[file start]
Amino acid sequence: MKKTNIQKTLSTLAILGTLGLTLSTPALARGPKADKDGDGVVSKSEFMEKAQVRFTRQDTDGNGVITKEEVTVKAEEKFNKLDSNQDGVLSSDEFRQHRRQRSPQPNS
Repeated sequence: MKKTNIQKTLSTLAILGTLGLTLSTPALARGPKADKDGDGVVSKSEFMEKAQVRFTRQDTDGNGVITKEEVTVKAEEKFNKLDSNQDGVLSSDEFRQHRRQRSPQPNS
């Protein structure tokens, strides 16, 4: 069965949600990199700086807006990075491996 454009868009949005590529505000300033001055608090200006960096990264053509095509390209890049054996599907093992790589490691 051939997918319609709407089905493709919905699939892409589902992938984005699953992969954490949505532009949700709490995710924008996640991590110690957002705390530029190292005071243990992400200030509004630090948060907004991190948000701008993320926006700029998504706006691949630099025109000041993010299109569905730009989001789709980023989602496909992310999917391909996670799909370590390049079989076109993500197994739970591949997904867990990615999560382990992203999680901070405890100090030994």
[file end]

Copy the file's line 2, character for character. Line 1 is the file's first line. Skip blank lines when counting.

Repeated sequence: MKKTNIQKTLSTLAILGTLGLTLSTPALARGPKADKDGDGVVSKSEFMEKAQVRFTRQDTDGNGVITKEEVTVKAEEKFNKLDSNQDGVLSSDEFRQHRRQRSPQPNS